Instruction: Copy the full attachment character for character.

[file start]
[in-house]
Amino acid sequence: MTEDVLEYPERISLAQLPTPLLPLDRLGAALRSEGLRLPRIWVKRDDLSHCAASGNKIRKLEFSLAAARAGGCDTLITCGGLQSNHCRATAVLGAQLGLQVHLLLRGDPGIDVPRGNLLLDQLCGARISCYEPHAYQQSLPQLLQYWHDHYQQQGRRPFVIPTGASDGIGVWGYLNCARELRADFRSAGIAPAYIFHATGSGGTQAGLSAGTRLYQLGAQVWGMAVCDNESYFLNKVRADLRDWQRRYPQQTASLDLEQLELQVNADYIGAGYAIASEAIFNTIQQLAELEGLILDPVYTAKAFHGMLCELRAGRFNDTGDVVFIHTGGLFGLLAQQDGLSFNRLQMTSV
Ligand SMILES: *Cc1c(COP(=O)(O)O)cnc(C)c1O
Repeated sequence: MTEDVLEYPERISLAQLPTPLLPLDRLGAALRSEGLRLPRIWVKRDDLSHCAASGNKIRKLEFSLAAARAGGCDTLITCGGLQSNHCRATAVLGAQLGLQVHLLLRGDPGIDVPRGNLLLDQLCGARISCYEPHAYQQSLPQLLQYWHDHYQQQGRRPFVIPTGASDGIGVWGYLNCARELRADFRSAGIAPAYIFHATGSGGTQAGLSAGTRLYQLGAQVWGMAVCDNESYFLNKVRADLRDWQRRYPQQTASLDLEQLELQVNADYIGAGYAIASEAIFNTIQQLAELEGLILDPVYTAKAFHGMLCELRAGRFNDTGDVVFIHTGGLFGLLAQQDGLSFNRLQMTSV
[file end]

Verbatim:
[in-house]
Amino acid sequence: MTEDVLEYPERISLAQLPTPLLPLDRLGAALRSEGLRLPRIWVKRDDLSHCAASGNKIRKLEFSLAAARAGGCDTLITCGGLQSNHCRATAVLGAQLGLQVHLLLRGDPGIDVPRGNLLLDQLCGARISCYEPHAYQQSLPQLLQYWHDHYQQQGRRPFVIPTGASDGIGVWGYLNCARELRADFRSAGIAPAYIFHATGSGGTQAGLSAGTRLYQLGAQVWGMAVCDNESYFLNKVRADLRDWQRRYPQQTASLDLEQLELQVNADYIGAGYAIASEAIFNTIQQLAELEGLILDPVYTAKAFHGMLCELRAGRFNDTGDVVFIHTGGLFGLLAQQDGLSFNRLQMTSV
Ligand SMILES: *Cc1c(COP(=O)(O)O)cnc(C)c1O
Repeated sequence: MTEDVLEYPERISLAQLPTPLLPLDRLGAALRSEGLRLPRIWVKRDDLSHCAASGNKIRKLEFSLAAARAGGCDTLITCGGLQSNHCRATAVLGAQLGLQVHLLLRGDPGIDVPRGNLLLDQLCGARISCYEPHAYQQSLPQLLQYWHDHYQQQGRRPFVIPTGASDGIGVWGYLNCARELRADFRSAGIAPAYIFHATGSGGTQAGLSAGTRLYQLGAQVWGMAVCDNESYFLNKVRADLRDWQRRYPQQTASLDLEQLELQVNADYIGAGYAIASEAIFNTIQQLAELEGLILDPVYTAKAFHGMLCELRAGRFNDTGDVVFIHTGGLFGLLAQQDGLSFNRLQMTSV